Continuing the Fight for Medicaid Expansion in Montana

Tuesday, October 15, 2013

By Sarah Howell

I sat down to write a piece on access to health care, but I can’t help but mention that we are well into week two of government shutdown with no end in sight. This government shutdown is an unnecessary and aggressive tactic in a war on the idea that government – any government – can be a force for good. We live in a time when so many families and communities are struggling and we need effective, proactive policy solutions. Instead, Congress has shut down the federal government because they refuse to pass a budget that invests in the programs and services our communities need. Congress deserves to hear from all of us: (202) 224-3121 or if you want to be in touch.

Earlier this year, Montana had the opportunity to expand our Medicaid program to provide affordable, quality health care to 70,000 low-income Montanans. Expanding Medicaid would provide an economic boost, creating jobs and bringing federal tax dollars back into the state. Expanding Medicaid would provide health care to 20,000 American Indians and 8,000 uninsured veterans. It would stop the closure of rural hospitals and clinics.

For Rachael, expanding Medicaid would mean getting treatment for her fibromyalgia – treatment she’s currently unable to get because she makes $80 a month over the current Medicaid eligibility limit. For Jennifer, it means getting care for herself and her three kids in her small hometown, instead of driving 90 miles round-trip to access a sliding scale clinic. For Brenda, expanding Medicaid means finally getting the surgery she needs for a neck injury she got in a car accident three years ago.

So it seems like a no-brainer, right? We should jump on this opportunity to make sure our family, neighbors, and community members can get access to health care. Sadly, that’s not how this story goes.

Despite significant statewide support for expansion, conservative out-of-touch leaders in our state legislature blocked efforts to pass a bill expanding Medicaid in Montana. They did so by refusing to allow the state house to vote on the bill. If we had seen a vote, we believe the bill would have passed. Throughout the session, reasonable legislators on both sides of the aisle came together to find a compromise. On the final day that Medicaid expansion was debated in the session, we lost a vote on whether to allow the bill to move to the floor by one vote – and that one vote was a Democrat who accidentally voted the wrong way because he wasn't paying attention. (Life lesson: pay attention when important stuff is happening!) We came very, very close to getting this done.

In Montana, working together is a fact of life. We all know each other and we have to work together to win. But in all my years of organizing, I've never seen a coalition as broad, diverse, and strong as the coalition that came together around Medicaid expansion. Health care providers, business owners, county commissioners, moms and dads, seniors, hospital administrators, farmers and ranchers, labor unions, low-income families – the list goes on. These folks made phone calls, wrote letters, drove hundreds of miles to the Capitol to testify (in snowy February no less!), talked to the press, and shared personal stories. It is nothing more than a shameful failure that conservative legislators ignored their constituents and community members and instead played politics with people’s health.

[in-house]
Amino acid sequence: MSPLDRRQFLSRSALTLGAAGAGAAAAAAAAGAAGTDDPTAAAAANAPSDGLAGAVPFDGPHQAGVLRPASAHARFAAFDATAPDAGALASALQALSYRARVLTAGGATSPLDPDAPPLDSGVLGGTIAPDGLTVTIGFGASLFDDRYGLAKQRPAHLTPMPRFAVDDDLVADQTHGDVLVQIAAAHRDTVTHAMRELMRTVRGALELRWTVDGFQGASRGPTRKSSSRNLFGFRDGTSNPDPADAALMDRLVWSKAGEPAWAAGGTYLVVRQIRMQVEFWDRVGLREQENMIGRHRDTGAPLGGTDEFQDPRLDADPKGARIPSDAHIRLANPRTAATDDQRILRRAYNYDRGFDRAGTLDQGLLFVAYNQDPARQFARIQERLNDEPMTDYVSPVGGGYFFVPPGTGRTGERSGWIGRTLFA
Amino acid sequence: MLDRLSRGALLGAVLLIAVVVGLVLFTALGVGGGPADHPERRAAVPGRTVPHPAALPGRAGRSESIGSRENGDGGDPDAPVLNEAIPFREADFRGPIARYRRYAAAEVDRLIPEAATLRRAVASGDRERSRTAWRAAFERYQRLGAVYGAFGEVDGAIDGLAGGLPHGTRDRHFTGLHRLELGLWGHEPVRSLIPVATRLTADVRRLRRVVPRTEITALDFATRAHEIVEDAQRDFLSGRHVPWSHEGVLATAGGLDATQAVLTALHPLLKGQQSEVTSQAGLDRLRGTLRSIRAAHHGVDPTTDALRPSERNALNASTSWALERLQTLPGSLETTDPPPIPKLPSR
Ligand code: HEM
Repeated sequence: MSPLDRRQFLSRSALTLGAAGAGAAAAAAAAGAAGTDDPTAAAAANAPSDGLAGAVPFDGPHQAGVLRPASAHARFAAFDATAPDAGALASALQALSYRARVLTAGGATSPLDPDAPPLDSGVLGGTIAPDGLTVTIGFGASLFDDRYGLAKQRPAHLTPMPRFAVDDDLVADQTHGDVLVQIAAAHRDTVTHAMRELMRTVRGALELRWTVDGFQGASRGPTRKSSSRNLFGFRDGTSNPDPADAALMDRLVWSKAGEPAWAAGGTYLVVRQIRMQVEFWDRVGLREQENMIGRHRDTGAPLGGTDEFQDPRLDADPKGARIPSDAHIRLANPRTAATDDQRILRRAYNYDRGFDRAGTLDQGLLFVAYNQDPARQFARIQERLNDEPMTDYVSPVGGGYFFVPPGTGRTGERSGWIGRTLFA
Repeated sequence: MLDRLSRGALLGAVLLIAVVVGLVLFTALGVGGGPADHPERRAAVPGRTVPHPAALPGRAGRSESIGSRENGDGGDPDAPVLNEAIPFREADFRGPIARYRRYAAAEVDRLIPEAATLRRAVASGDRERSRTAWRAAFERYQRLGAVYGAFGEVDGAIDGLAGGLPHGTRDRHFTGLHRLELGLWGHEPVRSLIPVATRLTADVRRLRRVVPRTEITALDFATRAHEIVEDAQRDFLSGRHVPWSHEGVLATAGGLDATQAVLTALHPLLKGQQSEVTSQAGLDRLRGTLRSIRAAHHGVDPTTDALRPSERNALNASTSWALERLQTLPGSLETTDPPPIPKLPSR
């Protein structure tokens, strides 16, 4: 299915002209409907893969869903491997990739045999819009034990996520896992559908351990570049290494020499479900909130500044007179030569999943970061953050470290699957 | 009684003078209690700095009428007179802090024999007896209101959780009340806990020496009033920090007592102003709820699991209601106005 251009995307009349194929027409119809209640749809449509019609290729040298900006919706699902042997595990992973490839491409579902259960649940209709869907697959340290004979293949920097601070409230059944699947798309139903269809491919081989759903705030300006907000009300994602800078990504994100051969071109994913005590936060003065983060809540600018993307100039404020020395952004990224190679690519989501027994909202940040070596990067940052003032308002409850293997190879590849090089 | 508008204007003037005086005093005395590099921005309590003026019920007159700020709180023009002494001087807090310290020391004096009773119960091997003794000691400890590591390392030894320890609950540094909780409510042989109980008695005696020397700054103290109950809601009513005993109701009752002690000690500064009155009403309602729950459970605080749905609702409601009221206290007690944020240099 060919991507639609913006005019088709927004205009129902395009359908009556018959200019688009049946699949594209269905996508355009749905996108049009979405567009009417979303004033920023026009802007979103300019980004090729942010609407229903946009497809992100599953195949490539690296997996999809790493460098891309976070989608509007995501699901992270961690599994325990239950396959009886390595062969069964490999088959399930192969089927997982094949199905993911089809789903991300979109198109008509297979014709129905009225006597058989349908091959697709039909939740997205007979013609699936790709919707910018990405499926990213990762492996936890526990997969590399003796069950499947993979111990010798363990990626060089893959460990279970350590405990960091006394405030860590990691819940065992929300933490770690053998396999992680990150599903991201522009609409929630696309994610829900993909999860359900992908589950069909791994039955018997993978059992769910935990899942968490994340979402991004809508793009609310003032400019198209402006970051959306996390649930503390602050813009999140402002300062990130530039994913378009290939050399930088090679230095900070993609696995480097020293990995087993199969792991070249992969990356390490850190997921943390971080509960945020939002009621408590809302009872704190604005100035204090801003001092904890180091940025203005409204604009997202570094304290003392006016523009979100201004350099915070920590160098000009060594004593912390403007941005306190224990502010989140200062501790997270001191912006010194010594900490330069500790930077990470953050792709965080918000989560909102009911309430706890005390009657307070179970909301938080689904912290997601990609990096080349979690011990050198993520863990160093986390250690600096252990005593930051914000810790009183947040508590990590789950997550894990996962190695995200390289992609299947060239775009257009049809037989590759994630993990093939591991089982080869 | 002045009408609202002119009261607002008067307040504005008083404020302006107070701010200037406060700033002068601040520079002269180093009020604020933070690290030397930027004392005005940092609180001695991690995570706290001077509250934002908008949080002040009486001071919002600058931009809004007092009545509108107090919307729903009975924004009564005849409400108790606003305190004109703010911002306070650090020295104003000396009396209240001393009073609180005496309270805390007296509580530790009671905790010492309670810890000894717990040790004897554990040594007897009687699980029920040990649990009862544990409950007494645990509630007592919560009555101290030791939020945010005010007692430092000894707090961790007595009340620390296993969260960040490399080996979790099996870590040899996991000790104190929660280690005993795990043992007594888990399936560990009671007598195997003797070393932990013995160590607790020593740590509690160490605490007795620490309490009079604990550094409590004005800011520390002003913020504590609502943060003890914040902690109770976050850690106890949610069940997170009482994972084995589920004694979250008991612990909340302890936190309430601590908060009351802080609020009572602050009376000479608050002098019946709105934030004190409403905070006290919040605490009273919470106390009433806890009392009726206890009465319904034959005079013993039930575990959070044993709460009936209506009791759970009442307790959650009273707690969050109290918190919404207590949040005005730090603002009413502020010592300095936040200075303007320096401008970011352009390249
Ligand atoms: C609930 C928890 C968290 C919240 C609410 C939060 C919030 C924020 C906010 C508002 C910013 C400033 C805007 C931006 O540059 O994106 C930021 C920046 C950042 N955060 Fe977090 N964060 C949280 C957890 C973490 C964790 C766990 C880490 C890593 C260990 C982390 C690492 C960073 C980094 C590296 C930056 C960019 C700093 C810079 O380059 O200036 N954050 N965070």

Fortunately, the story’s not over. (In fact, we think when it comes to organizing for change, the story’s never over!) All those people who poured their hearts, free time, and energy into the fight this spring are back at it. We are asking Governor Steve Bullock, an ally and supporter of Medicaid expansion, to call a special session of the legislature to finish the job left unfinished last April. If that doesn't work, we’ll consider going to the ballot with an initiative. We believe the stakes are simply too high to quit. We believe it is our responsibility as a state and as a nation to take care of our neighbors and community members, especially those most vulnerable and those going without. Access to health care is not a privilege or meant only for those that can afford it. We have the means, the opportunity, and the core values to provide health care to thousands of Montanans. Let’s do this.

Sarah joined Montana Women Vote as Co-Director in February of 2012. Before coming to MWV, she worked as a Field Organizer and Trainer at the Western States Center, a regional social justice non-profit, in Portland OR. She has organized in seven states across the country and has worked on issues ranging from HIV prevention policy and access to health care to LGBT equality and economic justice.

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